If a company would award all-expenses-paid holiday trips to a small number of selected journalists to cover its annual meeting and have a pre-arranged interview with its CEO, calling it a ‘press scholarship’, it would be obvious to most people what was going on: corporate PR dressed up as journalism, in plain daylight, that is.
Certainly you would not expect such a scheme to be administered and promoted by an organization that is dedicated to ‘promoting best practices in science journalism’.
Yet very similar schemes are currently playing out, with for example the World Federation of Science Journalists (WFSJ) administering so-called ‘press scholarships’ and the European Union of Science Journalists’ Assocations (EUSJA) doling out ‘travel grants’ to journalists willing to be paid to attend award ceremonies or events.
“The WFSJ is pleased to announce that two journalist [sic] are invited to attend the Award Ceremony of the 2020 [**] Prize and [**] Prize, as well as related events to take place in Bergen and Oslo (Norway), from 2-5 June, 2020,” says a recent WFSJ announcement, distributed through its member associations.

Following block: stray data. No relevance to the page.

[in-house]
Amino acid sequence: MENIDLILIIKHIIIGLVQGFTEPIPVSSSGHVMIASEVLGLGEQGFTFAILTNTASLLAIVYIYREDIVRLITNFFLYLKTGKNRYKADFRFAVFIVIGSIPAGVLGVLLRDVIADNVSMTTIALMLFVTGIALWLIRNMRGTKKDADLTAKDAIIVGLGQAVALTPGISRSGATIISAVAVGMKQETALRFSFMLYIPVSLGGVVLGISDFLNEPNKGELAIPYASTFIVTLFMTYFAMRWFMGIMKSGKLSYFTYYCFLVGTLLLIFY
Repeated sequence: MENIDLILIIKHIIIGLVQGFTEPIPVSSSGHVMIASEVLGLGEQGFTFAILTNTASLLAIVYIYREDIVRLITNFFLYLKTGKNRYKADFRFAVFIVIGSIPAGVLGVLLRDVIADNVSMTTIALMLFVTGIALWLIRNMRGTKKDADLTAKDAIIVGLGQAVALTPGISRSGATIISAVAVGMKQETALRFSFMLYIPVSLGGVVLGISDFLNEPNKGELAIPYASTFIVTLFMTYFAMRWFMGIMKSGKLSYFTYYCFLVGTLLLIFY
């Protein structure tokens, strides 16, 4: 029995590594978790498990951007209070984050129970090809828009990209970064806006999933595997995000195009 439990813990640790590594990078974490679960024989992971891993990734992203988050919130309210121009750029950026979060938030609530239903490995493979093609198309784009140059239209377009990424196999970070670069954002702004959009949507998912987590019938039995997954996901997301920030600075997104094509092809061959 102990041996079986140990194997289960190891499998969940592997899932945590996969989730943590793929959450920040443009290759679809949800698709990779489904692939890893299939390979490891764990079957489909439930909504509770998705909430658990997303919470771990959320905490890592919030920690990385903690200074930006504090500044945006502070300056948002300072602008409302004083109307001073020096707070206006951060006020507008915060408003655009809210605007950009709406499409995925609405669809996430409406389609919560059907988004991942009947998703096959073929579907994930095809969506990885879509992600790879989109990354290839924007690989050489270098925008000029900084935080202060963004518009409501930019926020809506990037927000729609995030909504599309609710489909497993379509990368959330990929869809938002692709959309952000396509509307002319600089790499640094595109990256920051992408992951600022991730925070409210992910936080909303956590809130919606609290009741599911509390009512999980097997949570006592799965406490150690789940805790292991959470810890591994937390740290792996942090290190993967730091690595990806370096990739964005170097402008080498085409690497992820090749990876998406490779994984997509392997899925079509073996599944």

“The grants cover travel expenses, hotel accommodation, and meals. An interview with the [**] Laureate and/or the [**] Laureate may be arranged if requested. The recipients will be selected by the WFSJ [..].”
The EUSJA announcement enthusiastically talks up an event in Heidelberg, Germany, highlighting the organizers’ offer of ‘a limited number of travel grants to enable journalists to report on this compelling networking event.’ The grants cover travel costs and a week of boarding and accommodation.
Neither of the announcements disclose whether or how much WFSJ and/or EUSJA benefit from promoting these events by the organizers.
To be sure, WFSJ and EUSJA are not the only associations to proudly wear the mantle of ‘journalism’ while practicing various types of PR. They are just two typical examples of science journalism and PR getting very mixed up these days.